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REMEMBER THE PALLADIUM WILL PUBLISH ALL THE ELECTION NEWS WEDNESDAY MORNING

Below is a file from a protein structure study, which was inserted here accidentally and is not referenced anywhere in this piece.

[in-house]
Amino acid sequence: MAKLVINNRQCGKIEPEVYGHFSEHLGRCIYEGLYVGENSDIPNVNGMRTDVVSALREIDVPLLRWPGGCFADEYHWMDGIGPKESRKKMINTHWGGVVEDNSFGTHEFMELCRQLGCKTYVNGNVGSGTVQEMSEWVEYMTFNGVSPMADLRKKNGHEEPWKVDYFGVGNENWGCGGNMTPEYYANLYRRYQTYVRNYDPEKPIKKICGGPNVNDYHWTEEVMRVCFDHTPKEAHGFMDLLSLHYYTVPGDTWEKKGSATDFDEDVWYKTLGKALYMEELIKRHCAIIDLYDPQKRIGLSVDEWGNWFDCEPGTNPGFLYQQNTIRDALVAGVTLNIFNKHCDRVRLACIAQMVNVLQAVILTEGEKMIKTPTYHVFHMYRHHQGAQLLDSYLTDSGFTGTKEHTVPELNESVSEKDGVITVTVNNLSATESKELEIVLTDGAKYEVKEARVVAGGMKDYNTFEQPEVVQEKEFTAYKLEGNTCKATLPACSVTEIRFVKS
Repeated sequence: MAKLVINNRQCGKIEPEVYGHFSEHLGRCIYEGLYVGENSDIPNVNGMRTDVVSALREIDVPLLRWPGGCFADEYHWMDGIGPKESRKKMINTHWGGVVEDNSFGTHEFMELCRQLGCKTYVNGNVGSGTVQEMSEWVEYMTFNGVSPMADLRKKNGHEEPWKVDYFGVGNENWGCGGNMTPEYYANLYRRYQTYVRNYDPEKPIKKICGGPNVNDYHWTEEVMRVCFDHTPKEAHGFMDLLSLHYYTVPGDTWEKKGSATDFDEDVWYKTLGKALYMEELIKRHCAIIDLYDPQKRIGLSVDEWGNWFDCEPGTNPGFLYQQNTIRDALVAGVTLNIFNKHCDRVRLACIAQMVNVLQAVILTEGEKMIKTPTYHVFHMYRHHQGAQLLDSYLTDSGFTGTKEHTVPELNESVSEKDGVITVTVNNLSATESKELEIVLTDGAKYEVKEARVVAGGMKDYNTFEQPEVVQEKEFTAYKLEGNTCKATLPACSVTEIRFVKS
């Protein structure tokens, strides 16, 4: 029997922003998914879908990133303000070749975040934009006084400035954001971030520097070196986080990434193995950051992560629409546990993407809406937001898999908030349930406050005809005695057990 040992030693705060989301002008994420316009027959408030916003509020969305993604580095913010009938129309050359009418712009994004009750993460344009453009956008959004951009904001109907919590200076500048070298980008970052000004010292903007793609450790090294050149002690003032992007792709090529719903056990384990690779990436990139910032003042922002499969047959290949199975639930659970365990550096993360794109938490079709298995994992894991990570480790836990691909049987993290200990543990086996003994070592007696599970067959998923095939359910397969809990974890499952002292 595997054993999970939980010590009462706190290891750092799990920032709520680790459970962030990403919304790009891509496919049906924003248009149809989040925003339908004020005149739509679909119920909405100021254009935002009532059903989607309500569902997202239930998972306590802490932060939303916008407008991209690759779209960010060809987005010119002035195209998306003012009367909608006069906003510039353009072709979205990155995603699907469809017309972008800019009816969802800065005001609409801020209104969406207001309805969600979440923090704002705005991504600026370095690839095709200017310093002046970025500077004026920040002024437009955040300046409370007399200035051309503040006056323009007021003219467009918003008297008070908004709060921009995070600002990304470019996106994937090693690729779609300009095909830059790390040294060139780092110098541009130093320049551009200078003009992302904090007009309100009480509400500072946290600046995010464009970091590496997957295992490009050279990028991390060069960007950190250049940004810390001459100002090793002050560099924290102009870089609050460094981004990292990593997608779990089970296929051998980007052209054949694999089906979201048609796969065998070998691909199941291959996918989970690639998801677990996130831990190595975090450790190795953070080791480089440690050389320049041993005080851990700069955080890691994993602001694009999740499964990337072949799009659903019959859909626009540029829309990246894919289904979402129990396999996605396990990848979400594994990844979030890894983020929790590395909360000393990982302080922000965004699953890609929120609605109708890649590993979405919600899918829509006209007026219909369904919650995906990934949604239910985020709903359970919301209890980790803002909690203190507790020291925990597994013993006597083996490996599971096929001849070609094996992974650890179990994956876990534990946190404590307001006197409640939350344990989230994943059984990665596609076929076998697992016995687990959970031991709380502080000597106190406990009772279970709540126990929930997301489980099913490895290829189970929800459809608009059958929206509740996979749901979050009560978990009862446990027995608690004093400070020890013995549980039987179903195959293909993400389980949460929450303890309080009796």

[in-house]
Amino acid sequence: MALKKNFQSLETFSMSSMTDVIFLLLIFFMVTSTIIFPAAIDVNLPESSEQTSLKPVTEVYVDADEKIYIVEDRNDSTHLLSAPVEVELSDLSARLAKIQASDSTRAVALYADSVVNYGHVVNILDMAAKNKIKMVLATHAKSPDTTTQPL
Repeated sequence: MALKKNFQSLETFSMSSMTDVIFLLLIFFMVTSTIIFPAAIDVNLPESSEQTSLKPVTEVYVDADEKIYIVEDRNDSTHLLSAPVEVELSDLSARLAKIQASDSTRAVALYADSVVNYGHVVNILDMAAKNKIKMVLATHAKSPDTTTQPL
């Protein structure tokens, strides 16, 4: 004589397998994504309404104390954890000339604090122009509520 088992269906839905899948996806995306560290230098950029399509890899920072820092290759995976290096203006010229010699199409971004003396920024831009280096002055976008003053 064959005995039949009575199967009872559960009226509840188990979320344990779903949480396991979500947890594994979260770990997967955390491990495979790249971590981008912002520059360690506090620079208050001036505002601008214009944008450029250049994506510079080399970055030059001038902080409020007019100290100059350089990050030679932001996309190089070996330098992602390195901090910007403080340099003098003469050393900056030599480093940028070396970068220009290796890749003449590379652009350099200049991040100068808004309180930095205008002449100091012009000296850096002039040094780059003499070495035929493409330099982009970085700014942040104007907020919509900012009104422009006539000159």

- The Palladium Phone is 21. Use it Election Night for News. ' ' ' " r The The Palladium Phone is 21. Use it Election Night for News. Ml WEEKLY ESTABLISHED 1881. DAILY ESTABLISH E l GIRLS ABOARD BALTIC FLEET RUSSIAN OFFICERS ACCOM PANIED BY ACTRESSES. TROUBLE ill HIDING THEM Is Rumored, Caused Warship's Has ty Departure From; Vigo, ,t Spain. St. Peterburg, November 6. A rather remarkable explanation of the unexpected leaving of 'the Baltic fleet from Viga is made here. It is 'probably untrue, but the fact that the .main facts on which it is based are true causes it to be aeepled by a great many. During the time the prepara tions of the Baltic licet a great many actresses ami chorus girls from the Moscow and St. Petersburg theaters were constantly with the .officers of the lleet. When -the iUvt finally sail ed it was found that a goodly por tion of these women were missing. It has been learned 1 hat they are aboard the lleet, and it is said that the difficulty of keeping' them out of sight between decks at Vigo made it necessary to get away where they could be transferred to one of the supply ships or colliers. It is said that they might bo more easily put ashore from a supply ship without being seen. Women on All Ships. It is hard "for- the people ot any other nation .to . believe that women would he allowed on a , warship in that they are aboard almost every vessel in the. Russian navy. Reports are coming in great er numbers of the destitution in the districts where the conscription of soldiers has been heaviest. With reports of famine and starvation coming this early, before winter has fairly set in, it is easy to imagine what the condition of peasant Rus sia will be when the bitter cold of the winter really comes. It is a picture almost too horrible to think about. WTliJln flirt oflrtiiciimn ic vnf rvrjori- ly made that Admiral Rojestvensky was drunk when he fired upon the fishing boats in the North sea, as letters come back from those aboard the fleet it becomes more and more certain that if he was not drunk he was about the only man on board who could plead to being sober. Short of Ammunition. The lull that has obtained in Man chooria is easily accounted for on the part o fthe Russian forces. Am munition is terribly short with the army, and for a few days no attempt, to send soldiers- East has been made, as the authorities had to choose be tween sending soldiers and ammuni tion, so urgent was the need of pow der and shot. Letters received here from pri vates of the line" tell the must piti able tales of lack of shoes and warm clothing. The men are said to be in bad shape, due to being com pelled to tramp over the rocky roads and hills of the scene of the battle with poorly clad feet. ; It may be possible that batters are not much better with the Jap anese and that their failure to re sume hostilities is traceable to the same reason. Rut they will more quickly obtain the supplies they need than the Russians,: if. they have not already received ample. EX-MAYOR Has Been Pound Guilty of Murder ing His Wife. (By Associated Press.) Charlottsville, Ya., Nov. C D. J. Samuel McCue, for two terms mayor of this city, and for many years a lawyer at the bar before which he was tried, was found guil ty of murder ,in the first degree, pn the charge of having killed his wife. This carries the death penaltv.v. .. r"""""":jPOLITICAL THE POOR VOTER On Election Day He is King of All Men, (John G. Whittier.) The proudest now is but my peer The highest not more high; Today, of all the weary year, A king of men am I. Today, alike are great and small, The nameless" and the known; My palace is the people's hall, . The ballot box my throne! Who serves today, upon the list Reside the served shall, ..stand ; Alike the brown and wrinkled fist, ' The gloved and dainty hand! The rich is level with the poor, ' The weak is strong today; And sleekest broad-cloth counts no more Than home-spun frock of gray. Today let pomp and vain pre tense My stubborn right abide; I set a plain man's common sense Against the pedant's pride. Today shall simple manhood try The strength of gold and land; The wide world has not wealth to buy The power in my right hand! While there's a grief to seek redress, Or balance to adjust. Where weighs our living man hood less Than mammon's vilest dust, While there's a right to need my vote, A wrong to sweep away, Up! clouted knee and ragged coat ! A man's a man today! ELECTION RETURNS Will Bo F.&eived at the Coliseum Tomorrow. Arrangements have been made by the Republican County Committee ho receive election returns - at the Coliseum tomorrow evening. Any one desiring to learn ihe returns can call the Coliseum on either tel ephone. A special wire has been put in the building by the Western Union Telegraph company and Man ager Hutton, of the Old Telephoe company has arranged to have a long distance wire at the building to receive the returns from out over the State. BIG EXPLOSION Occur at the Drilling of a New Well Near Portland. (Special to the Palladium.) Portland, " Ind., Nov. 6. Destruc tion of property and loss of life, were narrowly averted today on the Reuben Dehotf farm, near Bryant, at which place F. F. Fulton is drilling a well for the Bear Creek Oil Com pany. - At the fourth screw in the sand the oil suddenly gushed to the top of the well, and began to spout high in to the air. The wind blew the spray on the boiler, 150 feet away, and "at sea of tire followed a big explosion. The drilling crew stood their ground and managed to whip out the flames and save the derrick, but in the effort J. Holly, a driller, was badly burned and others were bad ly scorched. Getting on Nicely. William Eagen, who was severely injured Saturday afternoon at G reus fork, while running a train of emp ty cars to .Filwood. was reported as doiifg 'nicely yesterday afternoon though Dr. Weist says that all dan ger will not be passed for three weeks yet. The injured man laughs and jokes about his condition as though his wound was but a slight scratch. When operated on he re fused to take an anaesthetic. Sev eral years ago Eagen rs engine was derailed at Crescent ville, his fireman was killed, but he eseajed without Ja scratch. RICHMOND DAILY PALLADIUM, MONDAY HORNING, NOVEMBER 7, 1904. SITUATION AS VIEWED BY THE INDIANA POLIS STAR EVERY DEBATABLE STATE Placed in the Republican Column The Whirlwind Finish General Notes. The Indianapolis Star, yesterday, in summing up the political situation at the end of the campaign, has the following to say: With a sensational and dramatic exchange of charges and replies be tween the candidates one of the most remarkable presidential campaigns of recent times, Avas practically brought to a close Saturday night. It is not expected that much more of import ance will take place before the elec tio, though a few belated meetings will be held and some statements and claims may be issued. The whirlwind finish predicted two months ago has been realized. The unusual features of a candidate at tacking ,his opponent in office and forcing him into making a direct re ply followed by a rejoinder from the candidate, is a novelty and furnish ed the main topic of conversation where politics was discussed today. The appearance of Judge Parker on the public platform marked an epoch in the political campaign of 1904, for up foMhis time it had been apathetic and) uninteresting. Firm his first speech -to -'his" last he has been growing more and more vigorous and more direct in his as sertions, to the elation of the Demo crats, avIio have clamored for more life and ginger in the canvass. The Republican canvass lacked in terest until cabinet officers, senators and men close to the president be gan making replies to Judge Park er 's charges, but their part in it was insignificant compared to the bomb exploded by Roosevelt in his state ment printed yesterday morning. Silence has marked the manage ment of the Republican campaign. But one pronouncement or claim has been made by- an official of the Re publican national committee, and in that nearly every debatable state was placed in the Republican column. This was promptly answered by the Democratic manager's with a claim of the same debatable states and a sure majority in the electoral college. Today there is the promise of a summing up by the two commit ters and a final estimate as to the results. The wide difference in the claims has furnished sufficient doubt to give followers of both candidates confident hopes of success and to keep interest of -partisans keen until the result is known. Up to within three weeks of the election the campaign was remarka ble for its apathy and the seeming lack of interest which the voters were taking in the canvass. The campaign started late. It was weeks alter the national conventions had made their choice of candidates before the committees charged with the conduct of the -political campaign- began active work.' More than fhis, the early work of the commit tees consisted largely in distribut ing literature and efforts to ascer tain the drift of public sentiment. The fact that neither candidate, one because he was in the presiden tial chair, and the other because his judical temnernment was antagonis- i tic to the idea, made a great speech- making tour of the country, account ed to some extent for the apathy apparent in the earlier stages of the campaign. Injured. James Terhune. a well known railroad man of this city, was slight ly injured at Cineinnatti Saturday evening. lie was riding on a switch engine which collided with another one and he was thrown on the track, lie was taken to a hospital in Cin einnatti but it is reported that he was not seriously injured. NO NORTHERN STATE FOR PARKER CHAIRMAN CORTELYOU ISSUES STATEMENT OF CONFIDENCE HOT LESS THAN 314 VOTES He Declares the Campaign Fund is About One-Half as Large as Cleveland's. J$ew York, Nov. 6. Chairman Cortelyou of the Republican national committee tonight issued the follow ing statement : "To , all Supporters of Roosevelt and V Fairbanks : The presidential campaign has reached the final stage and the" reports of the Republican national committee from all parts of thef country seem to be as complete as it is possible for the election re ports to be. Upon these and upon information that the committee has been able to obtain I am satisfied that the Republican candidates for president and vice president will cart every northern State, with the possible exception of Maryland and Nevada and will have not less than 314 .out: of the 470 votes in the elec toral ; college. "The campaign has been conduct ed with a much smaller fund than any-presidential campaign for (lie pastj'twelve years. The fund this year although made up of eontribu t ions, of more than 4,000 persons, has lateen about half as large as the Republican fund -.when President liraSSney about half as large as the Democrat ic fund when President Cleveland was elected in 1892. 1 Every part of this fund has come from voluntary contributions made without demand, importunity or pressure, and without any agree ment, pledge, promise, assurance or understanding express or implied, regarding the policy or the action of the administration or looking to any benefit or advantage to any contrib utor except the benefit which will come to all business and to all our people from the continuance of Re publican policies and Republican ad ministration. "To the great body of spirited citizens who from their means and their personal efforts have aided in the arduous labors of the campaign I return the heartfelt thanks of the national committee of 1904. "GEORGE B. CORTELYOU, ' ' Chairman. ' ' LARGEST ODDS Of the Campaign Are Given in Kan sas City Bet. Kansas City, Mo., November G. The largest odds given thus far in the campaign on the result of the presidential election, were recorded today when ' C. D. Smith, took the Parker end of a proposition of $1 -000 to $70 on Roosevelt. Charles A. Oldham took the Roosevelt end. Us ually the odds here have not exceed ed 4 to 1 on Roosevelt. A Runaway. A team belonging to Gaar & Shur ley, which was hired to two young men yesterday to attend a picnic ran away some time during the aft ernoon and damaged the rig consid erably. None of the occupants were injured. The outfit was found at the bottom of a steep embankment on the farm of David Hoover. The top of the rig was badly broken up and the seats torn loose. Spoke at Dayton. The Rev. W. F. Manly, of this city, delivered a sermon in the Am erican Mechanics' hall, Dayton, last evening on the subject of "Divine Healing." Robert Green, of Eaton.: O., spent Sunday with Richmond relatives. , i THREE DEATHS Is the Record Since the Last Issue of the Palladium. The funeral of Mary Neiter, who died last aturday evening will oc cur Wednesday afternoon at 2 o'clock from the home, 22S South Seventh street. The burial will take place at the Lutheran cemetery. Friends may call any time after 4 p. m. Monday. Susie E. Parsons, wife of James Parsons, chief engineer of the fire department, died very suddenly yes terday morning. Mrs. Parsons had not been ill and her sudden death was a shock to her ; many friends. The funeral will take place Wednes day morning at 10 o'clock from the house, 17 North Fifth street. Friends may eall any time after Monday evening. The burial will occur at Earlham cemetery. Mr. Joseph D. Sherer died yester day morning at bis home, 225 North Tenth street, at the age of sixty-six years. He had been paralyzed for a number of years and the tragic death of his son a few months ago was a severe blow to him. The funeral will take place from the home Tuesday afternoon at 2 o'clock and burial, which will be private, will take place at Earlham. Friends are invited to call Monday evening and Tuesday morning. Another Republican. Henry Deuker received a telegram from his son, Lawrence, in St. Louis yesterday saying: "Frederick Wil liam Deuker arrived this morning at H .o'clock." Both Mr. and Mrs. Deuker are well known , young peo ple of this city and they have the hearty congratulations of all their friends. CAPTAIN STREETER Dying of Consumption in Illinois Penitentiary. (Py Associated Press.) Chicago, Nov. (5. 4 ' Capt. ' ' George Welington, squatter and claimant to Chicago lake front land, worth ten million dollars, is dying of consump tion in the state penitentiary at Jo liet, where he is serving a sentence as the result of the last battle in the "district," when a number of per sons were injured. An effort was made today to effect his release. THE BLUE LAW Judge Declares Merchants Can Not . . Purchase Immunity in Fines. . . Media, Pa., November 5. Judge Johnson handed down an opinion which will cause Addison B. Foster and John G. Pappas, Darby mer chants, to refrain from violation of the blue laws or compel them to give security for their good behavior. The defendants insisted upon keeping their places of business open on Sunday, despite the fact that they were arrested a dozen times-on war rants sworn out by the Law and Order Society. Each Sunday they paid the fine of $4 and costs and continued business. "Persons can not pay for the pri vilege 'of violating the law," said Judge Johnson. "The law must prevail or government ends." Slightly Injured. . CJem Harris while working at Fifth street and-the railroad tracks Saturday .'afternoon, was slightly .in jured by a large stone falling on him. He was removed to his home in the city ambulance. It is not thought that any serious complica tions will result from the injury. Ed 1'rown was taken sick at the corner of Eighth and Main streets Saturday afternoon and had to be removed to his home in the city am bulance. Walter Eggemeyer, who attends Chicago University, came home last evening to remain until after the election.' ONE CENT A COPY. A CHANGED MAN IS HALEY GIPE AUTHORITIES BELIEVE HE IS SHIELDING SOME ONE HAS BEEN ACTING STRANGE However, Still Maintains Strict Si lence About the Crime Shows Signs of Giving Away. - --5 Newcastle, Ind., Nov. C The au thorities seem now quite positive that Haley Gipc is shielding himself and at least one other in the tragedy which was enacted at the home t William Starbuck, on the night of J uly 9. Their opinions are based sole ly upon the actions of the prisoner, who shows signs of giving way nnder the terrific strain which certainly b upon him. During the past few days Gipe has acted rather strangely for him. He declares that he cannot sleep at all and that when Morpheus does enfold him, the rest is broken. He does not have the confident expression that he once did. He does not talk aa much as he has formerly done. He apparently does not take the interest in things as he once did and in aL most every way he is changed. TW i ml if-:l i inn imitit nn in mm J!.-....r i.... l v.. WllV U1LVV11VU and they are taken as a sign ot guilt. If Gipe himself is guilty of thh crime, in the opinion of the authori ties he would Jiave told all that 1h knows of the affair. But as he . hai maintained a strict silence on tht subject, it is the opinion that he it shielding some one oilier than' him self and that he has been induced to withhold what knowledge he hai from the authorities. This Gipe is trying to do, but the indications are that he is about to break down and reveal everything connected with thi mvsterv. Miss 'Nellie Shepherd, who so ve hemently declared her belief in th innocence of her lover, has not seen him since he was arrested on the charge of murder. Although she also declared that she would marry llaley in the event of his 'indictment, no arrangements are being made, and the apparent loss of interest in him has lead many to believe that Mis Shepherd cares nothing for th ac cused murderer now. A few letters pass between the two, but it is noc thought that any marriage ceremony uniting this couple will ever taki place at least not in the jail. Information from Greensboro is t the effect that all of the residents of that township are satisfied with the turn of events and that they feet mat at least one ot the parties t) the crime has been apprehended. ELMER WATT His Remains Removed to Late Horn f for Burial. , The body of Elmer' "Walt, who was killed Saturday evening by a Dayton- &' 'Western Traction com pany's car, was taken yesterday from the morgue of Doan & Klute jaud sent to New Paris, Ohio, where he resided. The funeral will be held Wednesday morning at 10 o'clock and burial will be at New Paris. Mr. Watt left nine children, seven loys and two girls. Six of the boys were in Richmond yester day. The horse he was driving at the time he was killed was found ltarly yesterday morning wandering on the road near West ville. The burgy was completely demolished. Appearances indicate that the car struck the rear wheel of the buggy. Mr. Watt must have struck on the top of his head as his neck was broken and there was a severe wound in the scalp. ; uaar W imams Teturnea irom Uni- ... - j .... eago last, evening, lie win. oe; in. ihe citv until after the election!